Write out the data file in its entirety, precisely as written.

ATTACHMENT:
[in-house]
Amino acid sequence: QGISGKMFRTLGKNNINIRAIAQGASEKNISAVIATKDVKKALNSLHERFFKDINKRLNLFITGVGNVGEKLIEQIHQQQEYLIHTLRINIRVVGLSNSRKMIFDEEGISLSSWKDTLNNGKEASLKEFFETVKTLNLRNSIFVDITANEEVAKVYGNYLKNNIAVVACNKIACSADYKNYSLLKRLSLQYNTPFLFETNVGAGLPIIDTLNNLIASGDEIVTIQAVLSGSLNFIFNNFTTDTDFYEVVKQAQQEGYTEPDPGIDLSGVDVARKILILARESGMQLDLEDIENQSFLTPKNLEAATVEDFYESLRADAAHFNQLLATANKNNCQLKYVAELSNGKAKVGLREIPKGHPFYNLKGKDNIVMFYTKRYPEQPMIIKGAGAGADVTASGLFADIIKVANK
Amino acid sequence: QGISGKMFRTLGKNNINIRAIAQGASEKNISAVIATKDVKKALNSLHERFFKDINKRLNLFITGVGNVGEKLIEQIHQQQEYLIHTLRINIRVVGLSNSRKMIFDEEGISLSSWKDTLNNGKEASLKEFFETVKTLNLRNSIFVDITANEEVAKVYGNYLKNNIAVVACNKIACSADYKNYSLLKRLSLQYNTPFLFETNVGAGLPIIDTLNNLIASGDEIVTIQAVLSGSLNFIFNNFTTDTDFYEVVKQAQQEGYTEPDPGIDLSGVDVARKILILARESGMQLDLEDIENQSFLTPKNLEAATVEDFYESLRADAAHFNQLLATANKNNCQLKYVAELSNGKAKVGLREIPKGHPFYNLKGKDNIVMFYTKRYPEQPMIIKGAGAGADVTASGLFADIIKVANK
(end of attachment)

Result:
[in-house]
Amino acid sequence: QGISGKMFRTLGKNNINIRAIAQGASEKNISAVIATKDVKKALNSLHERFFKDINKRLNLFITGVGNVGEKLIEQIHQQQEYLIHTLRINIRVVGLSNSRKMIFDEEGISLSSWKDTLNNGKEASLKEFFETVKTLNLRNSIFVDITANEEVAKVYGNYLKNNIAVVACNKIACSADYKNYSLLKRLSLQYNTPFLFETNVGAGLPIIDTLNNLIASGDEIVTIQAVLSGSLNFIFNNFTTDTDFYEVVKQAQQEGYTEPDPGIDLSGVDVARKILILARESGMQLDLEDIENQSFLTPKNLEAATVEDFYESLRADAAHFNQLLATANKNNCQLKYVAELSNGKAKVGLREIPKGHPFYNLKGKDNIVMFYTKRYPEQPMIIKGAGAGADVTASGLFADIIKVANK
Amino acid sequence: QGISGKMFRTLGKNNINIRAIAQGASEKNISAVIATKDVKKALNSLHERFFKDINKRLNLFITGVGNVGEKLIEQIHQQQEYLIHTLRINIRVVGLSNSRKMIFDEEGISLSSWKDTLNNGKEASLKEFFETVKTLNLRNSIFVDITANEEVAKVYGNYLKNNIAVVACNKIACSADYKNYSLLKRLSLQYNTPFLFETNVGAGLPIIDTLNNLIASGDEIVTIQAVLSGSLNFIFNNFTTDTDFYEVVKQAQQEGYTEPDPGIDLSGVDVARKILILARESGMQLDLEDIENQSFLTPKNLEAATVEDFYESLRADAAHFNQLLATANKNNCQLKYVAELSNGKAKVGLREIPKGHPFYNLKGKDNIVMFYTKRYPEQPMIIKGAGAGADVTASGLFADIIKVANK